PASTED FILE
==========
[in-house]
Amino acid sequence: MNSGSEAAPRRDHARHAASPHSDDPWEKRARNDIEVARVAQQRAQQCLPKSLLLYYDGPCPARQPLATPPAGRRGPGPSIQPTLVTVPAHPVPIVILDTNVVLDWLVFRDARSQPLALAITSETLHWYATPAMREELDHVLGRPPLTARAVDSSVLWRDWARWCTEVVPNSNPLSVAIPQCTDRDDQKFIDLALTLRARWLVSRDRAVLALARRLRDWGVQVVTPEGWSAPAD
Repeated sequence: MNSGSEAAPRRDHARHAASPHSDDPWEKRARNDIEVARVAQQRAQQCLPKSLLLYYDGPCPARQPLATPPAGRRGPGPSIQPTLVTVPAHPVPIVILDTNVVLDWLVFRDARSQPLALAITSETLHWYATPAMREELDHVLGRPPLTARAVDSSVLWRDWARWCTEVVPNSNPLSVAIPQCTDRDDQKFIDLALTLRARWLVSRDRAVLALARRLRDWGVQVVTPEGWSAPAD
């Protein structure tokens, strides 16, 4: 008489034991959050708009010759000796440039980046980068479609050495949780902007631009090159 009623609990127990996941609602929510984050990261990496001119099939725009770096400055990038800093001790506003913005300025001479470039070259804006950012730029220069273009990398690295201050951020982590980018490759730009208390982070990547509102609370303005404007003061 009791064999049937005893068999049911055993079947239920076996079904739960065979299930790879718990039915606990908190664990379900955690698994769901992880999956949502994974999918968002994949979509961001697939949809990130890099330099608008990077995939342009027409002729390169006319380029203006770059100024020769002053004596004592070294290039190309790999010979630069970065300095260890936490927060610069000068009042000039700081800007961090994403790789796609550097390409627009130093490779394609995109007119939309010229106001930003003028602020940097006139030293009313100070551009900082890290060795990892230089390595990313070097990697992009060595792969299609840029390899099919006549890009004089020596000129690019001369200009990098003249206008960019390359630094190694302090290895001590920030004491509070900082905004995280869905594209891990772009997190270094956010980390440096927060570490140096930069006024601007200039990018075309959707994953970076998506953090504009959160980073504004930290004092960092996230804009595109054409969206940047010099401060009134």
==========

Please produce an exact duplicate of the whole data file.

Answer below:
[in-house]
Amino acid sequence: MNSGSEAAPRRDHARHAASPHSDDPWEKRARNDIEVARVAQQRAQQCLPKSLLLYYDGPCPARQPLATPPAGRRGPGPSIQPTLVTVPAHPVPIVILDTNVVLDWLVFRDARSQPLALAITSETLHWYATPAMREELDHVLGRPPLTARAVDSSVLWRDWARWCTEVVPNSNPLSVAIPQCTDRDDQKFIDLALTLRARWLVSRDRAVLALARRLRDWGVQVVTPEGWSAPAD
Repeated sequence: MNSGSEAAPRRDHARHAASPHSDDPWEKRARNDIEVARVAQQRAQQCLPKSLLLYYDGPCPARQPLATPPAGRRGPGPSIQPTLVTVPAHPVPIVILDTNVVLDWLVFRDARSQPLALAITSETLHWYATPAMREELDHVLGRPPLTARAVDSSVLWRDWARWCTEVVPNSNPLSVAIPQCTDRDDQKFIDLALTLRARWLVSRDRAVLALARRLRDWGVQVVTPEGWSAPAD
């Protein structure tokens, strides 16, 4: 008489034991959050708009010759000796440039980046980068479609050495949780902007631009090159 009623609990127990996941609602929510984050990261990496001119099939725009770096400055990038800093001790506003913005300025001479470039070259804006950012730029220069273009990398690295201050951020982590980018490759730009208390982070990547509102609370303005404007003061 009791064999049937005893068999049911055993079947239920076996079904739960065979299930790879718990039915606990908190664990379900955690698994769901992880999956949502994974999918968002994949979509961001697939949809990130890099330099608008990077995939342009027409002729390169006319380029203006770059100024020769002053004596004592070294290039190309790999010979630069970065300095260890936490927060610069000068009042000039700081800007961090994403790789796609550097390409627009130093490779394609995109007119939309010229106001930003003028602020940097006139030293009313100070551009900082890290060795990892230089390595990313070097990697992009060595792969299609840029390899099919006549890009004089020596000129690019001369200009990098003249206008960019390359630094190694302090290895001590920030004491509070900082905004995280869905594209891990772009997190270094956010980390440096927060570490140096930069006024601007200039990018075309959707994953970076998506953090504009959160980073504004930290004092960092996230804009595109054409969206940047010099401060009134």